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Located in the ancient Campus Martius area, Piazza Navona is one of Rome’s most frequently visited piazzas. The piazza owes its unique elongated shape to its foundations based on the archeological remains of the Stadium of Domitian, also known as the Circus Agonalis. Originally 250 meters long, parts of the Stadium of Domitian are still visible today thanks to archeological preservation initiatives.

The Stadium of Domitian was built on the foundations of an even earlier wooden stadium. It is commonly accepted among scholars that the earlier stadium was built during the Caesarean period (ca. 46 BCE) and rebuilt in the Augustan period (ca. 28 BCE). As it was common practice for the early Romans to build elaborate wooden stadiums for temporary use to be dismantled after the games, there are no physical traces left of these early stadiums. Scholars believe that the stadium’s location in the heart of the Campus Martius was of symbolic importance, and it is likely that the games held there every four years were in honor of the god Jupiter. 

The stone stadium was built during the reign of Domitian (51-96 CE) as part of his broader building program for Rome. Emperors erected stadiums to win the favor of their citizens by way of offering public entertainment. It is likely this was Domitian’s goal as well, considering his reign was characterized by a turbulent political situation. 

Similar to the Colosseum and Circus Maximus, the Stadium of Domitian was constructed to host sporting events. Partly due to Rome’s love of Greek culture, the sports hosted in these arenas were mainly of Greek origin and included footraces, wrestling, pentathlons, and discus-throwing. Being an athlete was considered an honorable profession, and if the athletes were talented, they earned decent wages and gained social status. 

After a devastating fire in 217 AD, the Colosseum was unusable for several years. During this time, the Stadium of Domitian was temporarily used as an arena for gladiatorial games

The Stadium of Domitian could accommodate around 30,000 spectators, who were seated according to the same system used in the Colosseum: seats closest to the spectacle were reserved for the wealthy aristocracy, while the working class sat on the upper ring of the stadium, with a reduced view of the spectacle below.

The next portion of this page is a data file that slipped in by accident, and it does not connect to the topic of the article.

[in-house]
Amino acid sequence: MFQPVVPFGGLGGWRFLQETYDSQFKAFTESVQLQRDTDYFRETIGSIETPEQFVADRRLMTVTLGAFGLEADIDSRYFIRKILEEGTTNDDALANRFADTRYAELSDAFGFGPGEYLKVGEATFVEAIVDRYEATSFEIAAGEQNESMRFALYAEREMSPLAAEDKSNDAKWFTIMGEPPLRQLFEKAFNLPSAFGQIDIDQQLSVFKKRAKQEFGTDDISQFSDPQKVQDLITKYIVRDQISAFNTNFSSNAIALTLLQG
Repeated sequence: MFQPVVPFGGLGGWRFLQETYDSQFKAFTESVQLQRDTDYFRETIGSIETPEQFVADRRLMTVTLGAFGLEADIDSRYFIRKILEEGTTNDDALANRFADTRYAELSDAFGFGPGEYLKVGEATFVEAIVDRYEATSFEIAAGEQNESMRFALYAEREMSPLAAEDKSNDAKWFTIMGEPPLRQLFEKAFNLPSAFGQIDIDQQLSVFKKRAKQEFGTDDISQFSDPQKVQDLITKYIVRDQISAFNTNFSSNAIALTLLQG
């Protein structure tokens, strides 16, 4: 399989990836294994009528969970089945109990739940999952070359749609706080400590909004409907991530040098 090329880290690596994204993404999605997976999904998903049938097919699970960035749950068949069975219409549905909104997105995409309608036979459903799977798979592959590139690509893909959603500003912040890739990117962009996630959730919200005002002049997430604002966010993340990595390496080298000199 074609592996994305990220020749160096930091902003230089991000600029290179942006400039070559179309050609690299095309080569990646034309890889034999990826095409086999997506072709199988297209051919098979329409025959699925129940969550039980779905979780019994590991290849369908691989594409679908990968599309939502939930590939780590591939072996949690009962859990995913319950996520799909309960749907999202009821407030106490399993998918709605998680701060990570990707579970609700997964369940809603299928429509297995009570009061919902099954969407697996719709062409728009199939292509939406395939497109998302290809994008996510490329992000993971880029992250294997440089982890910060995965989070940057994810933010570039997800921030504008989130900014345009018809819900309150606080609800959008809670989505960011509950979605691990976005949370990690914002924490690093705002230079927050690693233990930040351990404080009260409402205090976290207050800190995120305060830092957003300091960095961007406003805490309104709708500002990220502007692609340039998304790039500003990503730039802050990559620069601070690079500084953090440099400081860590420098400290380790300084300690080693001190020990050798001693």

The exterior of the Stadium of Domitian consisted of a double row of round arches in travertine with Ionic and Corinthian style capitals. Numerous marble copies of Greek statues decorated the niches, fragments of which have been brought to light during excavations in 1936; the most famous of which is the Pasquino, also called The talking statue’, which was likely originally placed in one of the exterior arches. 



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From Platner & Ashby’s (1929) Topographical Dictionary of Ancient Rome:

STADIUM DOMITIANI, the stadium which Domitian built in the campus Martius for athletic contests (Suet. Dom. 5; Eutrop. vii. 23; Chron. 146; Hieron. ad a. Abr. 20o5; Not. Reg. IX). After the Colosseum was injured by fire in 217, it was used for several years for gladiatorial combats (Cass. Dio lxxviii. 25). Its arcades were occupied by brothels (Hist. Aug. Elag. 26) as were those of the circus Maximus. The stadium was restored by Alexander Severus (id. Alex. 24), and hence was sometimes called in the Middle Ages circus Alexandri (Ordo Bened. 143).

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In the fourth century it was one of the buildings that are said to have aroused the special admiration of Constantius (Amm. Marcell. xvi. 10. 14). It had 30088 loca (Cur.), that is, seats for about 15,000 spectators (HJ 593). According to the legend, S. Agnes met a martyr’s death in the brothels in the arcades of this stadium, and in her honour a church was built in the ninth century in the middle of the cavea on the west side, which was afterwards known as S. Agnese in Agone or de Cryptis Agonis (Arm. 383-384; HCh 68), the word agon being used both for a gymnastic contest and for the place of its celebration (Lydus, de mens. iv. 30; Pr. Reg. 171). There was also a church of S. Nicolas de Agone (HCh 389-that of S. Caterina de cryptis agonis (cf. Arm. 388) never existed). The Piazza Navona, the largest in the city, now called officially Circo Agonale, preserves almost exactly the shape and size of the stadium. The piazza itself corresponds closely with the arena, the length of which seems to have been about 250 metres, and the surrounding buildings stand on the ruins of the cavea. Under the church of S. Agnese remains of brick and concrete walls, travertine pilasters and the seats of the cavea are still to be seen, and other traces have been found beneath the existing buildings at other points. For excavations in the sixteenth century, see LS ii. 228-231; iii. 224-225; iv. 190; LR 498-500; HJ 592-594. For the obelisk of Domitian which was erected there in 651, see OBELISCI ISEI CAMPENSIS (4). Cf. also Mem. L. 5. xvii. 521.

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Cite this page as: Darius Arya, The American Institute for Roman Culture, “Stadium Domitani (Stadium of Domitian)” Ancient Rome Live. Last modified 03/19/2021.


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